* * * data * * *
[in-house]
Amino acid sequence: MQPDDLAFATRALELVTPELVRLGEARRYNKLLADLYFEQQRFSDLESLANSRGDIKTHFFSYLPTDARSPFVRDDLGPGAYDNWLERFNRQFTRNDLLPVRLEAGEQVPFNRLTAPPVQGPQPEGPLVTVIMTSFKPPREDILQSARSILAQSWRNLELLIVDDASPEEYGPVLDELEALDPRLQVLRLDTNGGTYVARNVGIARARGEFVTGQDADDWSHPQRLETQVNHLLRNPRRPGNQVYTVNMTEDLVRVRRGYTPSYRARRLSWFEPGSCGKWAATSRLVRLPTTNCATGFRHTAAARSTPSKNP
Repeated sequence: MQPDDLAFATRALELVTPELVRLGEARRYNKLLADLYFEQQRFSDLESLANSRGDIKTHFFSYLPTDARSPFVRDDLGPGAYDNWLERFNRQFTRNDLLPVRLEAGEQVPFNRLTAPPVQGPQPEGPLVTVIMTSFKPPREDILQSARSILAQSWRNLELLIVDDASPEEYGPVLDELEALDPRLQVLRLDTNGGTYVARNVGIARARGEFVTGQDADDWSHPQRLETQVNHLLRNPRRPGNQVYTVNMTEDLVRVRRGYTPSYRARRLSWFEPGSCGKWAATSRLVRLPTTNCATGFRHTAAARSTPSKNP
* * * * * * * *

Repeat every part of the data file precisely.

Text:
[in-house]
Amino acid sequence: MQPDDLAFATRALELVTPELVRLGEARRYNKLLADLYFEQQRFSDLESLANSRGDIKTHFFSYLPTDARSPFVRDDLGPGAYDNWLERFNRQFTRNDLLPVRLEAGEQVPFNRLTAPPVQGPQPEGPLVTVIMTSFKPPREDILQSARSILAQSWRNLELLIVDDASPEEYGPVLDELEALDPRLQVLRLDTNGGTYVARNVGIARARGEFVTGQDADDWSHPQRLETQVNHLLRNPRRPGNQVYTVNMTEDLVRVRRGYTPSYRARRLSWFEPGSCGKWAATSRLVRLPTTNCATGFRHTAAARSTPSKNP
Repeated sequence: MQPDDLAFATRALELVTPELVRLGEARRYNKLLADLYFEQQRFSDLESLANSRGDIKTHFFSYLPTDARSPFVRDDLGPGAYDNWLERFNRQFTRNDLLPVRLEAGEQVPFNRLTAPPVQGPQPEGPLVTVIMTSFKPPREDILQSARSILAQSWRNLELLIVDDASPEEYGPVLDELEALDPRLQVLRLDTNGGTYVARNVGIARARGEFVTGQDADDWSHPQRLETQVNHLLRNPRRPGNQVYTVNMTEDLVRVRRGYTPSYRARRLSWFEPGSCGKWAATSRLVRLPTTNCATGFRHTAAARSTPSKNP